There are, it's true, some compensations. Marya Lowry gains her footing once Duncan's foul murder is accomplished (and she's essentially on her own). Her descent down the stairs of Studio 102 while staggering through "Macbeth hath murdered sleep," was suddenly gripping, and she held onto a dark, to-hell-in-a-handbasket hauteur till the end of the play. Plum, too, recovered somewhat in her mad scene, which had an intriguing time-warp subtext. Meanwhile Denise Cormier triumphed over her Madonna-concert costume (complete with power-boobs) in her big scene as Hecate, and fearlessly delivered her prophecies from a spread-eagled position (another moment where, briefly, the production touched down into the play's real concerns). Happily, Bobbie Steinbach made us forget about her weird take on Duncan by getting her laughs as the Porter (which is not so easy to do). And as with Titus, all should hail the design team - particularly Jeff Adelberg's striking lighting design, and David Wilson's evocative sound environment.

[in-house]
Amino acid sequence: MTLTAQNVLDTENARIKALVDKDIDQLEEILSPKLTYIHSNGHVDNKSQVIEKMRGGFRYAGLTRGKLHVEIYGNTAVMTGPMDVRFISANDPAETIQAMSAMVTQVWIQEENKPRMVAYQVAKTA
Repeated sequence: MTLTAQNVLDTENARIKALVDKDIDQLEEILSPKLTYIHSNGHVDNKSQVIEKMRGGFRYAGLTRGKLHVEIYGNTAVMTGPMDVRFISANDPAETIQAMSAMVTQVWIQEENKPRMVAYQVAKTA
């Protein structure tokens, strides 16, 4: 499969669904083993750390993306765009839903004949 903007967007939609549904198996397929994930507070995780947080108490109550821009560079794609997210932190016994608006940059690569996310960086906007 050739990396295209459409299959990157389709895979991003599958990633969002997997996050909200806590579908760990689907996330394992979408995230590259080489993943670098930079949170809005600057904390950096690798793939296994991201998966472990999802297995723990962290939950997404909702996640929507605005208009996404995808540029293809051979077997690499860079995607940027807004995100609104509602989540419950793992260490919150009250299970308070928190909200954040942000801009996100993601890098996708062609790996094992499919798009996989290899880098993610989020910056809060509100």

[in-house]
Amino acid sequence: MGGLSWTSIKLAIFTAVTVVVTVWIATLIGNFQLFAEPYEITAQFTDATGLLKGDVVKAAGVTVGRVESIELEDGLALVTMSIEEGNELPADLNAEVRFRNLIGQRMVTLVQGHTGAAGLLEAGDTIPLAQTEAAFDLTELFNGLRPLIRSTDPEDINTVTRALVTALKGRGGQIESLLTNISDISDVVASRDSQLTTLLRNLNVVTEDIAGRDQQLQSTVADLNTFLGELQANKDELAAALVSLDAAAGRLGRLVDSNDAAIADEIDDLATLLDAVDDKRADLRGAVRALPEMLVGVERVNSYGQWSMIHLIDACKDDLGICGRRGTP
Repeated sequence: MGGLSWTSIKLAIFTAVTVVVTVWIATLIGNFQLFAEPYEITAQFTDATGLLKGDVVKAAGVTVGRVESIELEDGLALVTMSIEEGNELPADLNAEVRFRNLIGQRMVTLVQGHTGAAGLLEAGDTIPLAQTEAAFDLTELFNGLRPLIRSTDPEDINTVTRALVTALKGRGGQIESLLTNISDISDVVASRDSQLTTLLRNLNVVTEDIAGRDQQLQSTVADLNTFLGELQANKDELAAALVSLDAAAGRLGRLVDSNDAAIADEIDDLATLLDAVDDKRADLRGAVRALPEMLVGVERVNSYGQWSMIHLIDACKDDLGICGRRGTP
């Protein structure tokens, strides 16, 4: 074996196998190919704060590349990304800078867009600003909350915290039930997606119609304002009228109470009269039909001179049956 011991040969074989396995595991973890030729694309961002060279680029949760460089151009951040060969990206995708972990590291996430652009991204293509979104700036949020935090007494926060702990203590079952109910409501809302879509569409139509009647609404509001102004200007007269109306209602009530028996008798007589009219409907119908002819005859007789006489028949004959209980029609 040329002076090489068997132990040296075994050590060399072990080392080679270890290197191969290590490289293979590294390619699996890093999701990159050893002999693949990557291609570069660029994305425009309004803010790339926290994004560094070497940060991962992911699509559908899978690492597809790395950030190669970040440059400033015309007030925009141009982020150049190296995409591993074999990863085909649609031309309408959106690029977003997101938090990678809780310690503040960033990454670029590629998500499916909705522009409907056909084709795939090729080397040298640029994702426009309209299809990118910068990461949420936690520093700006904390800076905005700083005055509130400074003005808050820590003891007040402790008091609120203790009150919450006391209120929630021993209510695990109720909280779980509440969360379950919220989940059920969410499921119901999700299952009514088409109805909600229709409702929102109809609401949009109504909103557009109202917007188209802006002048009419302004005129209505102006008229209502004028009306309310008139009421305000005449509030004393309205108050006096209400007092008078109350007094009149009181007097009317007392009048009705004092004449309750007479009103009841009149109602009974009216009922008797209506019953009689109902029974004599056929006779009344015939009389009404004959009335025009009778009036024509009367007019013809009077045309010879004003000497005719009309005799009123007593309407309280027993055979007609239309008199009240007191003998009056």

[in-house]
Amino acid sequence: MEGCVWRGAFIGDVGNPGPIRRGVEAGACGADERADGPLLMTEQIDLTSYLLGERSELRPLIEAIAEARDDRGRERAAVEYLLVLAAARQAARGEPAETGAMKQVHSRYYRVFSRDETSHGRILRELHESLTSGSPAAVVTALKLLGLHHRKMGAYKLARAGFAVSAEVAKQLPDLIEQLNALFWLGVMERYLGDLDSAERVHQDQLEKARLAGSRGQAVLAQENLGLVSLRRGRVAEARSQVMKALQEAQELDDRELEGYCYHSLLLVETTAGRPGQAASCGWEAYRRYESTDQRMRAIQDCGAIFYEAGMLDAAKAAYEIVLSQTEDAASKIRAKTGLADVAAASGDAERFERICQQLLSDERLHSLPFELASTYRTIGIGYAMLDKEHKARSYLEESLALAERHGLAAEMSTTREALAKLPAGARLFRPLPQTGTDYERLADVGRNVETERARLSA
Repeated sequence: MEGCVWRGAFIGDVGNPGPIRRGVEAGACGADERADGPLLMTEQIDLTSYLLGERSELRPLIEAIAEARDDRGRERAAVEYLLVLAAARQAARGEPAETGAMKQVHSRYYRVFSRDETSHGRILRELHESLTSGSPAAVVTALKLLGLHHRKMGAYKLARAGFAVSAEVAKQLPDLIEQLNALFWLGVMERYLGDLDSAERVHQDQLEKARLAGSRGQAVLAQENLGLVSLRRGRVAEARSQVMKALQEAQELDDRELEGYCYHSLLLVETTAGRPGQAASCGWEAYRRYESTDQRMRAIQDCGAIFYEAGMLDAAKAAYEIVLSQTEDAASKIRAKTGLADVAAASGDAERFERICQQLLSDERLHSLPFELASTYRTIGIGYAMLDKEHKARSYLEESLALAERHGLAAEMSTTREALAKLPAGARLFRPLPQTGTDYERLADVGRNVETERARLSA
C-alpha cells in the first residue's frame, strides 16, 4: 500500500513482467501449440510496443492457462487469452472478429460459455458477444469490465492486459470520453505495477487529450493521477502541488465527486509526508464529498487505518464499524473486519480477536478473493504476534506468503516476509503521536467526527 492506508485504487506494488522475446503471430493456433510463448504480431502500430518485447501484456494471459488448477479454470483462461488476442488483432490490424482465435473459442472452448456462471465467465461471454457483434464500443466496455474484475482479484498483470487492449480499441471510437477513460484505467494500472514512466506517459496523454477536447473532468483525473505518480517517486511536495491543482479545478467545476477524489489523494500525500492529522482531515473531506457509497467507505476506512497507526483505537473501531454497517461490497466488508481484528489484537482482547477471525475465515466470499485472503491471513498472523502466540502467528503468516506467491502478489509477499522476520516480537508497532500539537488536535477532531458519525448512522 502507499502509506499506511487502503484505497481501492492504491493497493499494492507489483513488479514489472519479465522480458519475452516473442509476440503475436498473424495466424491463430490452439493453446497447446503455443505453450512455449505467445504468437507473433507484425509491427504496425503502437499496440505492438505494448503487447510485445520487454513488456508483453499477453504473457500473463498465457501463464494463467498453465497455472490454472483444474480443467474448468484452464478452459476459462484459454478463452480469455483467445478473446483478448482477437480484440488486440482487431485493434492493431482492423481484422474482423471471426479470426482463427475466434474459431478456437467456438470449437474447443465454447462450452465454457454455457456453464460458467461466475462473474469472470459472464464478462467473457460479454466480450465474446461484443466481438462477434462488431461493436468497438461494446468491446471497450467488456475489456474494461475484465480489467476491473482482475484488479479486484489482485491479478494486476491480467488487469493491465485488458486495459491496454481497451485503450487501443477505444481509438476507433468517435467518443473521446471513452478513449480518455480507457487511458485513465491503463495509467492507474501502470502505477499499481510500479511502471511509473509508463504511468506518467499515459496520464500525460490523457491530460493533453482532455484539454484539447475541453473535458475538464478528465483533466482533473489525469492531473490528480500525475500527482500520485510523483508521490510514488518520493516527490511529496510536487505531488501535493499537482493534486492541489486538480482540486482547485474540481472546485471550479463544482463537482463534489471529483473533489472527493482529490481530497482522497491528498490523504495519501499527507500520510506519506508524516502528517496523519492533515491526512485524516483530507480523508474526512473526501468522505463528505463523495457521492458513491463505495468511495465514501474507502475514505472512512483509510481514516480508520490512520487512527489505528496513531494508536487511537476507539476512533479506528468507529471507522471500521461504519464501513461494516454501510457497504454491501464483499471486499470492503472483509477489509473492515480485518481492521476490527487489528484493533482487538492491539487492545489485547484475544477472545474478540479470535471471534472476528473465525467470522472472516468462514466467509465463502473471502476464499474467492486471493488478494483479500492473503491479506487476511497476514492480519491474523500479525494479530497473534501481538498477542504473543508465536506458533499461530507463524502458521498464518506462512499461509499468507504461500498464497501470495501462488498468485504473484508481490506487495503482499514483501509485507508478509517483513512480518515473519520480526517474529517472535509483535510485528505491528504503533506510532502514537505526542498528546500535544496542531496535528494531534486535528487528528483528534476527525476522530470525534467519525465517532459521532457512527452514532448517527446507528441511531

Still, in general the production remains a head-scratcher - as does the larger question of same-sex Shakespeare. How, exactly, should we approach these productions - and how should they approach the text? It would seem that in Shakespeare's day, when boys played girls, they attempted a high level of theatrical illusion, perhaps within a stylized framework somewhat like that of kabuki. Today's gender benders, however, make no such endeavor (as it generally seems to be harder for drag kings to pull off the deception than drag queens); the gender gap simply seems to be "the statement" in and of itself. Why this should be theatrically interesting, however (as opposed to politically interesting), remains an open question.